Dr. Nina McCurdy, a data visualization scientist with the NASA Advanced Supercomputing division at NASA’s Ames Research Center in California’s Silicon Valley

by Abigail Tabor

The challenges of working on the surface of the Moon are at the center of a facility at NASA’s Ames Research Center in California’s Silicon Valley. The Lunar Lab and Regolith Testbeds help scientists and engineers – from NASA and industry alike – study how well science instruments, robots, and people might be able to safely work, manipulate, navigate, and traverse the tough lunar terrain. On March 7, three visitors from the Grand Duchy of Luxembourg – Deputy Prime Minister Xavier Bettel, Minister of the Economy Lex Delles, and Ambassador to the United States Nicole Bintner – learned more about the work happening here. 

During the visit, lunar rock and crater features crafted from lunar soil, or regolith, simulant were lit by harsh, low-angle illumination to simulate sunlight conditions at the Moon’s poles. Members of the VIPER mission (Volatiles Investigating Polar Exploration Rover) discussed their work testing optical sensors at the lab for NASA’s water-hunting Moon rover. Engineering versions of VIPER’s hazard-avoidance cameras and lighting system, tested in the facility, were also on display. The lab is managed by NASA’s Solar System Exploration Research Virtual Institute (SSERVI). 

The Regolith Testbeds enable research applicable to places beyond our Moon as well, including Mercury, asteroids, and regolith-covered moons like Mars’ Phobos. 

Luxembourg was one of the first nations to sign the Artemis Accords and has taken steps to enable commercial space exploration. At Ames, the visitors learned about the center’s support of NASA’s Artemis exploration goals, including with VIPER, agency supercomputing resources, and the development of advanced tools for lunar operations.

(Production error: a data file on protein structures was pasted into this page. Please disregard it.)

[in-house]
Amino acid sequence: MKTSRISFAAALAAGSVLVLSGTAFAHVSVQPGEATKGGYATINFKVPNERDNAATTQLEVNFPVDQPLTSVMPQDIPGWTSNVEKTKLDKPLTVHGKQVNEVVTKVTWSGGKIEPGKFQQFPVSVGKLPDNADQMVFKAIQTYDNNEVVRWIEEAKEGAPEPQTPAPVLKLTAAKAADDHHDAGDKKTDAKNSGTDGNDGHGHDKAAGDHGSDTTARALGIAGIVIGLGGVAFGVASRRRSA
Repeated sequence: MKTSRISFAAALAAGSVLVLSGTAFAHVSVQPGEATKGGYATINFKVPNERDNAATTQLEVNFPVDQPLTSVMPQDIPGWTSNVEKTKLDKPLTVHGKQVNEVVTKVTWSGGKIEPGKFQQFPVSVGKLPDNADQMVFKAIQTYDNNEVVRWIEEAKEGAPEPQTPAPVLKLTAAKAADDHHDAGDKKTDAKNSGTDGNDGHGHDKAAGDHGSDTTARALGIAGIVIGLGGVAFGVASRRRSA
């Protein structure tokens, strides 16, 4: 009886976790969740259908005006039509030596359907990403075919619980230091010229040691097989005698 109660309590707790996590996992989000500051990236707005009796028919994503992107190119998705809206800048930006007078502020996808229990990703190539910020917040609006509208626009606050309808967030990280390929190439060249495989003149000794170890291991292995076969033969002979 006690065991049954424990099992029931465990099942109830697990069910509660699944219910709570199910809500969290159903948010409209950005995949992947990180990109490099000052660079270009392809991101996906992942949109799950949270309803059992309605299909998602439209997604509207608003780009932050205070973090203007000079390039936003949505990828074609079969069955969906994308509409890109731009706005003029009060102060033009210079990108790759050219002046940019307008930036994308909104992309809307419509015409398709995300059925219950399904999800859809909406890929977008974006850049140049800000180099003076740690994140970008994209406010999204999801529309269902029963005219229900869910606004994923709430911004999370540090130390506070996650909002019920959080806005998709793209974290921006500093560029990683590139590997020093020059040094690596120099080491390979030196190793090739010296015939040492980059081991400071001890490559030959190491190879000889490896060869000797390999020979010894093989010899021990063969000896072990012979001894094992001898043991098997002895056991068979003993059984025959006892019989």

Choosing a major can be intimidating, so finding Liberal Studies was perfect for community-centered Maria Lopez, deputy operations manager for the NASA Ames Exchange.  Maria was interviewed by the Puente Project, a mission to increase the number of educationally underrepresented students who enroll in four-year colleges and universities, as part of the “Puente Major 2 Career Video Series.” The Major 2 Career video series, which is on YouTube, focuses on different majors. The project highlights various professionals’ journey from college to their career.  The premise is to feature two professionals who earned the same bachelor’s degrees but following different professions to show the range and opportunities to first-generation college bound students currently at the middle school, high school, and community college levels.

Maria highlighted how she landed on Liberal Studies after trying a few majors, the challenges she faced along the way, and her unexpected and exciting career with NASA.  She started out in STEM education and has supported the NASA mission in different roles with the technical publications office, international office, protocol office, and the office of diversity and equal opportunity.  Maria shares an array of mission enabling positions with NASA and how NASA fuels her passion for celebrating culture and community outreach.  In the video, she demonstrates by example that NASA is within reach and inspires students to pursue their dreams.